Even Mississippi conservatives like the bacon Thad Cochran brings home

o, what’s the matter with the Tea Party, according to those who think there is much the matter with it? It is insufficiently materialistic. Hence its reluctance to be bought by appropriators.

And what’s the matter with Mississippi? The fact — the state has waited a long time for this to be said — that it is so much like the rest of the nation.

The best thing about Mississippi’s recent moment in the national spotlight is how normal the state seems. It is, like the nation, defined by its ambivalence, its uneasy conscience, about its appetite for what Washington dispenses. Mississippi today is burning with embarrassment, but not, at long last, embarrassment about race.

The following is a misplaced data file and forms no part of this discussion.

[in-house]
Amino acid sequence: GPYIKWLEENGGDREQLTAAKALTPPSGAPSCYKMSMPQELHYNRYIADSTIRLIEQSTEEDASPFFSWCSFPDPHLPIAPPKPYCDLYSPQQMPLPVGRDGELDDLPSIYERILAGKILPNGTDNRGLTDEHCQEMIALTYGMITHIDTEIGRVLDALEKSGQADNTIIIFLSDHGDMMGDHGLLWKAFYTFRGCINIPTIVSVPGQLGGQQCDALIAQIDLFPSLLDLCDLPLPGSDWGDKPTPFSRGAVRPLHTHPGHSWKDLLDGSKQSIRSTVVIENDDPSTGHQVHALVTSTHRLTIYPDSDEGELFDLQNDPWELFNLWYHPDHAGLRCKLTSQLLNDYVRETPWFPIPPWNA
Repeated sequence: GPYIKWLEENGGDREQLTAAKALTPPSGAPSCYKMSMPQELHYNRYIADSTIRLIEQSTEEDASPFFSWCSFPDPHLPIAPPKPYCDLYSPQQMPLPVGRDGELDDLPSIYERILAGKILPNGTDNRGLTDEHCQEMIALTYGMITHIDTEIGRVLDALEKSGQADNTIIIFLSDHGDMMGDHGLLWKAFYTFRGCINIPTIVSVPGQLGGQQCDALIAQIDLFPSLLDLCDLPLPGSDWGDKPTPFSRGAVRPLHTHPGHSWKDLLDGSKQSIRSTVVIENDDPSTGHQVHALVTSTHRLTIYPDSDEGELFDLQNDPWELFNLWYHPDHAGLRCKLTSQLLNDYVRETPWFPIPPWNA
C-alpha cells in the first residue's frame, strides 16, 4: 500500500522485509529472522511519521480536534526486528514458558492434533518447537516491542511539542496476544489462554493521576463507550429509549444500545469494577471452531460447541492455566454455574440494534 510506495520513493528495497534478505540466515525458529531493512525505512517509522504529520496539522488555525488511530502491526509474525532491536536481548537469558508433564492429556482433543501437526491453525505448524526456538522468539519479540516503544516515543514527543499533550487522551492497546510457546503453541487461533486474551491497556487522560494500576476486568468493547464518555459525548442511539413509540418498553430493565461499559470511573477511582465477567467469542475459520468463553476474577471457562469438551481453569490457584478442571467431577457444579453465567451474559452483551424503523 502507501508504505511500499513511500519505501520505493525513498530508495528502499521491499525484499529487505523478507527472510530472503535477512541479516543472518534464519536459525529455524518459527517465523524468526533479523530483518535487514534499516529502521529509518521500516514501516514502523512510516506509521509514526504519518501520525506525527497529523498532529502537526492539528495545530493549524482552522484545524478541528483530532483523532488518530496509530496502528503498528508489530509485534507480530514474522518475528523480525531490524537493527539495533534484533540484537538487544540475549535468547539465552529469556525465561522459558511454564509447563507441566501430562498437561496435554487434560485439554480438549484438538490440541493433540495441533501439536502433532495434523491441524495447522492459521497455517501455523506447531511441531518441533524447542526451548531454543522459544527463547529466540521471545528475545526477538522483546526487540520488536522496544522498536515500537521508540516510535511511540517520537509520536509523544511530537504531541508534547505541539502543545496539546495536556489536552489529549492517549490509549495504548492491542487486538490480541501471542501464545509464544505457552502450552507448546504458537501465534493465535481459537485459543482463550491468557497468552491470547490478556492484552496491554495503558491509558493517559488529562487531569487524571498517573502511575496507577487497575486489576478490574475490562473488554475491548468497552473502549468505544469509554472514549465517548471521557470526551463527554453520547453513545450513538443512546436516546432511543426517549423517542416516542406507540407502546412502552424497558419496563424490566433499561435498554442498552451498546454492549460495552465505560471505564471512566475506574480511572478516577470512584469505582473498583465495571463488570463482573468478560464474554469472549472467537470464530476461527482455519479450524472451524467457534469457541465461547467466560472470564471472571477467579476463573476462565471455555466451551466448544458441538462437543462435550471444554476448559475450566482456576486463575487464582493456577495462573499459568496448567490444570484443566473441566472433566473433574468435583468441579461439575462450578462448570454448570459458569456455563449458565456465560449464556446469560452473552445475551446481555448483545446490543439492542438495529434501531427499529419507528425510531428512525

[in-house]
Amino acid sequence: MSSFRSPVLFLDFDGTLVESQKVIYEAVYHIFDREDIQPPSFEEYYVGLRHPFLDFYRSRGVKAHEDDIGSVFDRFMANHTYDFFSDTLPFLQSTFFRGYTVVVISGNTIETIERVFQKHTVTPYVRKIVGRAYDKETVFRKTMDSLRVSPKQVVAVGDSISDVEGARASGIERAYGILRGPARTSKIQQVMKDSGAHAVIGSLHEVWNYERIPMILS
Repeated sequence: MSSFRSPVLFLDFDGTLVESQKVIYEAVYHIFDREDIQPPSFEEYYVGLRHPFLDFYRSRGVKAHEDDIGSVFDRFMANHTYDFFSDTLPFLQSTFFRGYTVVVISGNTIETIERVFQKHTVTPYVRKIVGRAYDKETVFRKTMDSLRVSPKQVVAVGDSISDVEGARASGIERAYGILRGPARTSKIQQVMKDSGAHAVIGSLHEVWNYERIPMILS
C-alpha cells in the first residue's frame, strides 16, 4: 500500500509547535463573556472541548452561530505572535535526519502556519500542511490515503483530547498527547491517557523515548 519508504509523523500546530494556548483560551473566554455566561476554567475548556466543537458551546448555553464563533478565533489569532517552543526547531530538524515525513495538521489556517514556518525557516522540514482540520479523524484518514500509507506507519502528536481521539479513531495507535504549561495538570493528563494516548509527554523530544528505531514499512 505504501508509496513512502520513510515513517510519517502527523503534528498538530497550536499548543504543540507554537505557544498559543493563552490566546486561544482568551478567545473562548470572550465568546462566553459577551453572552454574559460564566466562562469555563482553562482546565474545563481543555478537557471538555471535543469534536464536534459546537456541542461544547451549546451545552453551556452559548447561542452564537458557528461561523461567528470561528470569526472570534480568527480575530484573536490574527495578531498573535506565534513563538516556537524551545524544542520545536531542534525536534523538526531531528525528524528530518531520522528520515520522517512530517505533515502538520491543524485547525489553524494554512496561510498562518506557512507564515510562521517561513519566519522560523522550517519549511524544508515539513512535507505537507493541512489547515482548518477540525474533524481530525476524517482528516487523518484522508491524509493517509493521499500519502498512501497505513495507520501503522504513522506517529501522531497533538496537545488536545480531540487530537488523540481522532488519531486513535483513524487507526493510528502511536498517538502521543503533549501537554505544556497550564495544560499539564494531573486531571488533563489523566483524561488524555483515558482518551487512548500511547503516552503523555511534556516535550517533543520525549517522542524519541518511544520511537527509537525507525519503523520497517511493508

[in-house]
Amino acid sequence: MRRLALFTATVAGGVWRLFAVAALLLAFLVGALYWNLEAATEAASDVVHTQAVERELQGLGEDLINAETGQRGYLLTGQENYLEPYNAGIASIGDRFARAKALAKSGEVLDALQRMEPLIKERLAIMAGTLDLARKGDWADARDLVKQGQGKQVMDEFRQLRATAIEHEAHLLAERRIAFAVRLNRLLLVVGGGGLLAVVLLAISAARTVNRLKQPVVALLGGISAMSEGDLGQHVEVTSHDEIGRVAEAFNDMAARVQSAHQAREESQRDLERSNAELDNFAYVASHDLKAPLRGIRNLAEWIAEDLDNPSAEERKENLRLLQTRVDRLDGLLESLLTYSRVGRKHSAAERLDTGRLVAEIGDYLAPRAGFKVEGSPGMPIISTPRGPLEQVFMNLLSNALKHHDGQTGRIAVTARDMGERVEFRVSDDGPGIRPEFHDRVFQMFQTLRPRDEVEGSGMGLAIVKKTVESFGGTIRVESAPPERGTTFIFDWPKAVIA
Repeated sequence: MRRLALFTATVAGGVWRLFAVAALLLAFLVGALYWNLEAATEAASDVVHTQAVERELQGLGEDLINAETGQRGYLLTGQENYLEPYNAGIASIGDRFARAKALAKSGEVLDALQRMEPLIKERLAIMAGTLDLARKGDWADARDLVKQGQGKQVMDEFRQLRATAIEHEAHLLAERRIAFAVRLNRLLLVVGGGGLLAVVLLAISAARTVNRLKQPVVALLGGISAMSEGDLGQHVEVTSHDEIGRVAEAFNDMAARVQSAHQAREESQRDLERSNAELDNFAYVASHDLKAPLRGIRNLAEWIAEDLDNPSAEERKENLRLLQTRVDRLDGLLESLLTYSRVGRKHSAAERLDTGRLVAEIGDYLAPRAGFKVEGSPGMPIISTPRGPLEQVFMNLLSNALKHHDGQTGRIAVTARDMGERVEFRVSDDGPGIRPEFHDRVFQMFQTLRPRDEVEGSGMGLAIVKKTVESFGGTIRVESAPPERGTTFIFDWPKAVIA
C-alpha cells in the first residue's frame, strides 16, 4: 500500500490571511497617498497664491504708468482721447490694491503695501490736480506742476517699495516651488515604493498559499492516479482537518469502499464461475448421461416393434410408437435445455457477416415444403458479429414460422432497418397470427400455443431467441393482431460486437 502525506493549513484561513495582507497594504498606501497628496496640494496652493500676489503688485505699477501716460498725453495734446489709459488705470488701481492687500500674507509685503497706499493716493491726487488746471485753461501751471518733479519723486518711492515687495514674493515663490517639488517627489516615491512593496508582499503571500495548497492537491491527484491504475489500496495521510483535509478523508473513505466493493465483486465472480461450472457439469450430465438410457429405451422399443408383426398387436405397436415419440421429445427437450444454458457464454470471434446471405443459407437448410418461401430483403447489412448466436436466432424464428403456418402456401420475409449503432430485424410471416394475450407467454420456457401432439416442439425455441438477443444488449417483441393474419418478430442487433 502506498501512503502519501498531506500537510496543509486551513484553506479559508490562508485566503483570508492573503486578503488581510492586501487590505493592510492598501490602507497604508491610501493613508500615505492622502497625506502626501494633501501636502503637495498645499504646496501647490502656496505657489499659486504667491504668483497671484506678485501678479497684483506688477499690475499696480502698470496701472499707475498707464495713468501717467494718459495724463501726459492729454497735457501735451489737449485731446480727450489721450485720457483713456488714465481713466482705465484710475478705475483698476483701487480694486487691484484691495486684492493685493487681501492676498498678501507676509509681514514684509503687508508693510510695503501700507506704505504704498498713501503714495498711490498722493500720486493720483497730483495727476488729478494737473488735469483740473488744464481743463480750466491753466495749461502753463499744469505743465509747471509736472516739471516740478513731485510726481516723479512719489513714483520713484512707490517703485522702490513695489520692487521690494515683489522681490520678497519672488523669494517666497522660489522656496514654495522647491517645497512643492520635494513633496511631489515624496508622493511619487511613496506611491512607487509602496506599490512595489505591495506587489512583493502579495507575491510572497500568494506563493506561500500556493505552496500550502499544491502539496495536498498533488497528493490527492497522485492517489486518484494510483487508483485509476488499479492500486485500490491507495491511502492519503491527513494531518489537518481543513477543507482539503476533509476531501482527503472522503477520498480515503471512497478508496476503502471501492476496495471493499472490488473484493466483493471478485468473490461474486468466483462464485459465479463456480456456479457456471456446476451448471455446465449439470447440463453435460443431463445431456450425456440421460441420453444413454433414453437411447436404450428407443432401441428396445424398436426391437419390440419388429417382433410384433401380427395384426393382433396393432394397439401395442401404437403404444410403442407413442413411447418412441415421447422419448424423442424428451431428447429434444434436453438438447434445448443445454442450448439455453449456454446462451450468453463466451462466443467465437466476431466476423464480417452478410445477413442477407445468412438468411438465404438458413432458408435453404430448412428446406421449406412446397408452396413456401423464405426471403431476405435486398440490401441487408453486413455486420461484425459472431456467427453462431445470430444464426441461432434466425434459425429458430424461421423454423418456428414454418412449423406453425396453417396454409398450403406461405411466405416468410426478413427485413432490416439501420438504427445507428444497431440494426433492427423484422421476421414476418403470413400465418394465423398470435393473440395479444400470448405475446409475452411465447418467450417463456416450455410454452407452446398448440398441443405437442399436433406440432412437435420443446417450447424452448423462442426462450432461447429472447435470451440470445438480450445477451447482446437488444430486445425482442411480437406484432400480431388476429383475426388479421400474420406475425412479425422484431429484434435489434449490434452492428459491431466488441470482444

Its Republican primary occurred three days after the 50th anniversary of the disappearance and murder of three civil rights workers — Michael Schwerner, Andrew Goodman and James Chaney — near the town of Philadelphia in Neshoba County. Today, Philadelphia’s mayor is an African-American and Mississippi, which is 37 percent African-American, has more African-American elected officials than any other state.

George Will